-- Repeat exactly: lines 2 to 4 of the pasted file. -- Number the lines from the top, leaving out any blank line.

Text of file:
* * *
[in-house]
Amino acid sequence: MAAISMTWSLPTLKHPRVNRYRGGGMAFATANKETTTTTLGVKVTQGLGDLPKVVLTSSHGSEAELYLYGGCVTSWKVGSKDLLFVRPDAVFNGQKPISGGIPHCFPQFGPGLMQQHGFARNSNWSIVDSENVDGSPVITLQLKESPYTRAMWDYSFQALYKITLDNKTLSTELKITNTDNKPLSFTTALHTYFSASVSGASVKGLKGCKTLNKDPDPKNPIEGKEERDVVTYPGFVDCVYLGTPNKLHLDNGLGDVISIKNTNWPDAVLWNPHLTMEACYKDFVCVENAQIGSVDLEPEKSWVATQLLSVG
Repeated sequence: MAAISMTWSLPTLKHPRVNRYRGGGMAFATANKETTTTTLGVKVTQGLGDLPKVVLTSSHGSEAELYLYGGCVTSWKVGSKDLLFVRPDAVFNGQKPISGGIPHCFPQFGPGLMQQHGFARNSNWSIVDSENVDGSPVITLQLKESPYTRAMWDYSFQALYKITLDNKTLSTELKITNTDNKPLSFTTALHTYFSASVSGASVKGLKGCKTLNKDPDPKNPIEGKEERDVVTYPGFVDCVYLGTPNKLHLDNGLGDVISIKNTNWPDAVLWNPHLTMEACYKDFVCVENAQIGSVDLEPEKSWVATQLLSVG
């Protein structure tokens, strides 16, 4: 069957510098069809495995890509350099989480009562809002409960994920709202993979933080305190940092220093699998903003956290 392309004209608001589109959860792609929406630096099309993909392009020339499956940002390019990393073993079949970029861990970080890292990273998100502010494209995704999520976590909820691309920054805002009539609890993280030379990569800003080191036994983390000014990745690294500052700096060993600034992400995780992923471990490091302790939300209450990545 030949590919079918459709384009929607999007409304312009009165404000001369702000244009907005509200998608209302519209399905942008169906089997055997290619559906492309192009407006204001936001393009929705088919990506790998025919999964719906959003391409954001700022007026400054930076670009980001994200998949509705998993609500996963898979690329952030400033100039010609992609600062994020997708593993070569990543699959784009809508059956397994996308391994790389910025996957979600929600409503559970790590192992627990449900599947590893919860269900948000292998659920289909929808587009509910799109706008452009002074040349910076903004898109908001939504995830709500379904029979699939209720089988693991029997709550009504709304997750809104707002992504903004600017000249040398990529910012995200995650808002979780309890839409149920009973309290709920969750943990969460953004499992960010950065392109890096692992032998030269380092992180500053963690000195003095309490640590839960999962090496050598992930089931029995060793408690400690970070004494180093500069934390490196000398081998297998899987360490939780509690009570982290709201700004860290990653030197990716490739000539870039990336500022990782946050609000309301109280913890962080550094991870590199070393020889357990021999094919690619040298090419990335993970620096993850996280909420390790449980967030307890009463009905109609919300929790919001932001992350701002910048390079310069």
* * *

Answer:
Amino acid sequence: MAAISMTWSLPTLKHPRVNRYRGGGMAFATANKETTTTTLGVKVTQGLGDLPKVVLTSSHGSEAELYLYGGCVTSWKVGSKDLLFVRPDAVFNGQKPISGGIPHCFPQFGPGLMQQHGFARNSNWSIVDSENVDGSPVITLQLKESPYTRAMWDYSFQALYKITLDNKTLSTELKITNTDNKPLSFTTALHTYFSASVSGASVKGLKGCKTLNKDPDPKNPIEGKEERDVVTYPGFVDCVYLGTPNKLHLDNGLGDVISIKNTNWPDAVLWNPHLTMEACYKDFVCVENAQIGSVDLEPEKSWVATQLLSVG
Repeated sequence: MAAISMTWSLPTLKHPRVNRYRGGGMAFATANKETTTTTLGVKVTQGLGDLPKVVLTSSHGSEAELYLYGGCVTSWKVGSKDLLFVRPDAVFNGQKPISGGIPHCFPQFGPGLMQQHGFARNSNWSIVDSENVDGSPVITLQLKESPYTRAMWDYSFQALYKITLDNKTLSTELKITNTDNKPLSFTTALHTYFSASVSGASVKGLKGCKTLNKDPDPKNPIEGKEERDVVTYPGFVDCVYLGTPNKLHLDNGLGDVISIKNTNWPDAVLWNPHLTMEACYKDFVCVENAQIGSVDLEPEKSWVATQLLSVG
């Protein structure tokens, strides 16, 4: 069957510098069809495995890509350099989480009562809002409960994920709202993979933080305190940092220093699998903003956290 392309004209608001589109959860792609929406630096099309993909392009020339499956940002390019990393073993079949970029861990970080890292990273998100502010494209995704999520976590909820691309920054805002009539609890993280030379990569800003080191036994983390000014990745690294500052700096060993600034992400995780992923471990490091302790939300209450990545 030949590919079918459709384009929607999007409304312009009165404000001369702000244009907005509200998608209302519209399905942008169906089997055997290619559906492309192009407006204001936001393009929705088919990506790998025919999964719906959003391409954001700022007026400054930076670009980001994200998949509705998993609500996963898979690329952030400033100039010609992609600062994020997708593993070569990543699959784009809508059956397994996308391994790389910025996957979600929600409503559970790590192992627990449900599947590893919860269900948000292998659920289909929808587009509910799109706008452009002074040349910076903004898109908001939504995830709500379904029979699939209720089988693991029997709550009504709304997750809104707002992504903004600017000249040398990529910012995200995650808002979780309890839409149920009973309290709920969750943990969460953004499992960010950065392109890096692992032998030269380092992180500053963690000195003095309490640590839960999962090496050598992930089931029995060793408690400690970070004494180093500069934390490196000398081998297998899987360490939780509690009570982290709201700004860290990653030197990716490739000539870039990336500022990782946050609000309301109280913890962080550094991870590199070393020889357990021999094919690619040298090419990335993970620096993850996280909420390790449980967030307890009463009905109609919300929790919001932001992350701002910048390079310069």